Leuprolide acetate is a long-acting GnRH analog. A single monthly injection of LUPRON DEPOT 3.75 mg results in an initial stimulation followed by a prolonged suppression of pituitary gonadotropins. Repeated dosing at monthly intervals results in decreased secretion of gonadal steroids; consequently, tissues and functions that depend on gonadal steroids for their maintenance become quiescent. This effect is reversible on discontinuation of drug therapy. Leuprolide acetate is not active when given orally. Intramuscular injection of the depot formulation provides plasma concentrations of leuprolide over a period of one month.<br/>Pharmacokinetics:<br/>Absorption: A single dose of LUPRON DEPOT 3.75 mg was administered by intramuscular injection to healthy female volunteers. The absorption of leuprolide was characterized by an initial increase in plasma concentration, with peak concentration ranging from 4.6 to 10.2 ng/mL at four hours postdosing. However, intact leuprolide and an inactive metabolite could not be distinguished by the assay used in the study. Following the initial rise, leuprolide concentrations started to plateau within two days after dosing and remained relatively stable for about four to five weeks with plasma concentrations of about 0.30 ng/mL.<br/>Distribution: The mean steady-state volume of distribution of leuprolide following intravenous bolus administration to healthy male volunteers was 27 L. In vitro binding to human plasma proteins ranged from 43% to 49%.<br/>Metabolism: In healthy male volunteers, a 1 mg bolus of leuprolide administered intravenously revealed that the mean systemic clearance was 7.6 L/h, with a terminal elimination half-life of approximately 3 hours based on a two compartment model. In rats and dogs, administration ofC-labeled leuprolide was shown to be metabolized to smaller inactive peptides, a pentapeptide (Metabolite I), tripeptides (Metabolites II and III) and a dipeptide (Metabolite IV). These fragments may be further catabolized. The major metabolite (M-I) plasma concentrations measured in 5 prostate cancer patients reached maximum concentration 2 to 6 hours after dosing and were approximately 6% of the peak parent drug concentration. One week after dosing, mean plasma M-I concentrations were approximately 20% of mean leuprolide concentrations.<br/>Excretion: Following administration of LUPRON DEPOT 3.75 mg to 3 patients, less than 5% of the dose was recovered as parent and M-I metabolite in the urine.<br/>Special Populations: The pharmacokinetics of the drug in hepatically and renally impaired patients have not been determined.<br/>Drug Interactions: No pharmacokinetic-based drug-drug interaction studies have been conducted with LUPRON DEPOT. However, because leuprolide acetate is a peptide that is primarily degraded by peptidase and not by cytochrome P-450 enzymes as noted in specific studies, and the drug is only about 46% bound to plasma proteins, drug interactions would not be expected to occur.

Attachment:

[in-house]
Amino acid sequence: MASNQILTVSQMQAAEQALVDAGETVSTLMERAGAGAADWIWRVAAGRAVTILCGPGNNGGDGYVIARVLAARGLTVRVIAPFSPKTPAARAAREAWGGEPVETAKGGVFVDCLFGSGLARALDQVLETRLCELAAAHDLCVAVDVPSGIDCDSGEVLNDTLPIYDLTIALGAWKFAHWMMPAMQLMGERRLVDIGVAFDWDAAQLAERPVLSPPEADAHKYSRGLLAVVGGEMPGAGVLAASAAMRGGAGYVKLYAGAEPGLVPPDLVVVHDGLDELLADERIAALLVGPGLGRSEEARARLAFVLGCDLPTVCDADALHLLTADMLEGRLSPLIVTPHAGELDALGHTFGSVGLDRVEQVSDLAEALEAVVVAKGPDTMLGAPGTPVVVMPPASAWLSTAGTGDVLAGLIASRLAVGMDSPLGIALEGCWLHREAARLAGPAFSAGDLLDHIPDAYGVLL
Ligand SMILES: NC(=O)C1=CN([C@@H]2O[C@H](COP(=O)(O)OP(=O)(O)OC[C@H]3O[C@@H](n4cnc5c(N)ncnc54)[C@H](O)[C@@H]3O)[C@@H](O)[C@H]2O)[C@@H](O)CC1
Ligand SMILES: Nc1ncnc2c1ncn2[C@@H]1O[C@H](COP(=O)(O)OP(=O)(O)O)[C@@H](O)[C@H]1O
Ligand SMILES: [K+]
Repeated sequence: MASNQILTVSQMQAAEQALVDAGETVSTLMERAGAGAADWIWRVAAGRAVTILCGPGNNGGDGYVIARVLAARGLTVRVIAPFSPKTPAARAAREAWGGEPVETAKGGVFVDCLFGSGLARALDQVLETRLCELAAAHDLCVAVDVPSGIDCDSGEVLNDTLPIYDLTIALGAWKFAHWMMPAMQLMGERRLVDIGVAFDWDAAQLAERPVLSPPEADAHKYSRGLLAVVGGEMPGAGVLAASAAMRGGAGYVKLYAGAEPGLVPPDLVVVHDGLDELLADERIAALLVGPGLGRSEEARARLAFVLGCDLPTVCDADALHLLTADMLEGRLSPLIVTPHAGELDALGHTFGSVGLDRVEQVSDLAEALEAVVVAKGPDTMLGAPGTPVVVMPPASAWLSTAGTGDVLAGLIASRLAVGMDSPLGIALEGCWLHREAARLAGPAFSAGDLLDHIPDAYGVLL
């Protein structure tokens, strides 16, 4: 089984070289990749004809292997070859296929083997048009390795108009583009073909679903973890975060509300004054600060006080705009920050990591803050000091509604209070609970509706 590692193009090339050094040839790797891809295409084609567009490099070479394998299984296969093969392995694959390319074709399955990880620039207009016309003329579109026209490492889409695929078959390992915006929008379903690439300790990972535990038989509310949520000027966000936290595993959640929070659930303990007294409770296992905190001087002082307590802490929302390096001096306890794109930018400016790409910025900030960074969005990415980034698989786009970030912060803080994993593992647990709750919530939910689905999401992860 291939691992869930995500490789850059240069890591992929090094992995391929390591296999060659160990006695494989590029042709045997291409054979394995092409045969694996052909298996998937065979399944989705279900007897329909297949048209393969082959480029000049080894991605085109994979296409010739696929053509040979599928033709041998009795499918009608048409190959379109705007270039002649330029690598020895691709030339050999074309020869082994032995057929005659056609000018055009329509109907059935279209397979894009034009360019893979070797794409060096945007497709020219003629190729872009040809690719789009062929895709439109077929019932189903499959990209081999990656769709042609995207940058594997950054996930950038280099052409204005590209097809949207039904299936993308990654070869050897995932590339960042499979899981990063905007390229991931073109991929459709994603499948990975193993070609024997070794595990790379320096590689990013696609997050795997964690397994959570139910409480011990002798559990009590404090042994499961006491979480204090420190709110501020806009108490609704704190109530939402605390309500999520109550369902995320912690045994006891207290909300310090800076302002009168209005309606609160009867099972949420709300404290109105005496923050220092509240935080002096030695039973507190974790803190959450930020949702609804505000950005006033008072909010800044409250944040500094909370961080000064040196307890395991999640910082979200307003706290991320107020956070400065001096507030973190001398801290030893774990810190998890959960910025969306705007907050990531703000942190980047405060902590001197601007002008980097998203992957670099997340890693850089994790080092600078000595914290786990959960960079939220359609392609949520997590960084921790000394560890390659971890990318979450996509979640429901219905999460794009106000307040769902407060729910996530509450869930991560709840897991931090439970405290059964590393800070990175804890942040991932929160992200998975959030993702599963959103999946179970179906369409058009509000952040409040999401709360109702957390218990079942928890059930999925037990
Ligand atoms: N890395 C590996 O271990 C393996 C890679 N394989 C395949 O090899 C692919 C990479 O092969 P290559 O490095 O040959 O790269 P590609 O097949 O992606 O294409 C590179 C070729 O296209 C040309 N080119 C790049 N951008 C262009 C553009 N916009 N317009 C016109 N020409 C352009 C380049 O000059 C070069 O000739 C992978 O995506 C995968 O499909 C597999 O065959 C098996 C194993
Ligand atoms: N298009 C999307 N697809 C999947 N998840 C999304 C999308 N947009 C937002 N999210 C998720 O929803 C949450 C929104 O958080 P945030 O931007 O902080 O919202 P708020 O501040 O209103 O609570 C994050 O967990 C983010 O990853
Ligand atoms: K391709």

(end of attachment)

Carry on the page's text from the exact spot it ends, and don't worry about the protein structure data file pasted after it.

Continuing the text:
Each LUPRON DEPOT 3.75 mg kit (NDC 0074-3641-03) contains: Each syringe contains sterile lyophilized microspheres, which is leuprolide incorporated in a biodegradable copolymer of lactic and glycolic acids. When mixed with diluent, LUPRON DEPOT 3.75 mg is administered as a single monthly IM injection. Store at 25��C (77��F); excursions permitted to 15-30��C (59-86��F) [See USP Controlled Room Temperature]
In rats subcutaneous administration of 250 to 500 times the recommended human dose, expressed on a per body weight basis, resulted in dyspnea, decreased activity, and local irritation at the injection site. There is no evidence that there is a clinical counterpart of this phenomenon. In early clinical trials using daily subcutaneous leuprolide acetate in patients with prostate cancer, doses as high as 20 mg/day for up to two years caused no adverse effects differing from those observed with the 1 mg/day dose.
Lupron Depot (Injection, Powder, Lyophilized, For Suspension)